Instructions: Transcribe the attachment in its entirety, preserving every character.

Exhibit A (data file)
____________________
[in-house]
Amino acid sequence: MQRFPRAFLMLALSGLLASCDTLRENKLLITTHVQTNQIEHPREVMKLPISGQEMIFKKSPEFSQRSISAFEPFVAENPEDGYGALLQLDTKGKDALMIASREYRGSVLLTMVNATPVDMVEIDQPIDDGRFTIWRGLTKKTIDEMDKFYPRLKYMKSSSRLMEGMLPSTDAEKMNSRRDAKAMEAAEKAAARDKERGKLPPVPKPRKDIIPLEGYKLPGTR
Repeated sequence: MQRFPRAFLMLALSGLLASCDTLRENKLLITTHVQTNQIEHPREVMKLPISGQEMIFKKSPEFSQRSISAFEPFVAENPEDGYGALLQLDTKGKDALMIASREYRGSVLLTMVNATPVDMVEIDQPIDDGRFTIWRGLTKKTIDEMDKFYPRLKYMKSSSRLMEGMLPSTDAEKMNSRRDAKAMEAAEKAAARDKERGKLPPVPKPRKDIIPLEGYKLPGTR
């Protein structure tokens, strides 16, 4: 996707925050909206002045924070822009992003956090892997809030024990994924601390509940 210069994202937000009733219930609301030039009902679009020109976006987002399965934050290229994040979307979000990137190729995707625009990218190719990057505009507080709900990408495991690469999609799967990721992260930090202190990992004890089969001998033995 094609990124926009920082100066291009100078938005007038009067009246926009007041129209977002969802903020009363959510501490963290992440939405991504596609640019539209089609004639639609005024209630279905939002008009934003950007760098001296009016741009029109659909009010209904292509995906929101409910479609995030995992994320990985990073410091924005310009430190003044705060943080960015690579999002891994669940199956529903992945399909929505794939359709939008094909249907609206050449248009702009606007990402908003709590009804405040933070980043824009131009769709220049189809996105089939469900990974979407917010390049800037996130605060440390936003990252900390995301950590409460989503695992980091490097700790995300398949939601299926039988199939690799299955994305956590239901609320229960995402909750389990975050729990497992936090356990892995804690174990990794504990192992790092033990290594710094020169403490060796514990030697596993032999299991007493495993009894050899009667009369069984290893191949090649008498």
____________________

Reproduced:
[in-house]
Amino acid sequence: MQRFPRAFLMLALSGLLASCDTLRENKLLITTHVQTNQIEHPREVMKLPISGQEMIFKKSPEFSQRSISAFEPFVAENPEDGYGALLQLDTKGKDALMIASREYRGSVLLTMVNATPVDMVEIDQPIDDGRFTIWRGLTKKTIDEMDKFYPRLKYMKSSSRLMEGMLPSTDAEKMNSRRDAKAMEAAEKAAARDKERGKLPPVPKPRKDIIPLEGYKLPGTR
Repeated sequence: MQRFPRAFLMLALSGLLASCDTLRENKLLITTHVQTNQIEHPREVMKLPISGQEMIFKKSPEFSQRSISAFEPFVAENPEDGYGALLQLDTKGKDALMIASREYRGSVLLTMVNATPVDMVEIDQPIDDGRFTIWRGLTKKTIDEMDKFYPRLKYMKSSSRLMEGMLPSTDAEKMNSRRDAKAMEAAEKAAARDKERGKLPPVPKPRKDIIPLEGYKLPGTR
């Protein structure tokens, strides 16, 4: 996707925050909206002045924070822009992003956090892997809030024990994924601390509940 210069994202937000009733219930609301030039009902679009020109976006987002399965934050290229994040979307979000990137190729995707625009990218190719990057505009507080709900990408495991690469999609799967990721992260930090202190990992004890089969001998033995 094609990124926009920082100066291009100078938005007038009067009246926009007041129209977002969802903020009363959510501490963290992440939405991504596609640019539209089609004639639609005024209630279905939002008009934003950007760098001296009016741009029109659909009010209904292509995906929101409910479609995030995992994320990985990073410091924005310009430190003044705060943080960015690579999002891994669940199956529903992945399909929505794939359709939008094909249907609206050449248009702009606007990402908003709590009804405040933070980043824009131009769709220049189809996105089939469900990974979407917010390049800037996130605060440390936003990252900390995301950590409460989503695992980091490097700790995300398949939601299926039988199939690799299955994305956590239901609320229960995402909750389990975050729990497992936090356990892995804690174990990794504990192992790092033990290594710094020169403490060796514990030697596993032999299991007493495993009894050899009667009369069984290893191949090649008498």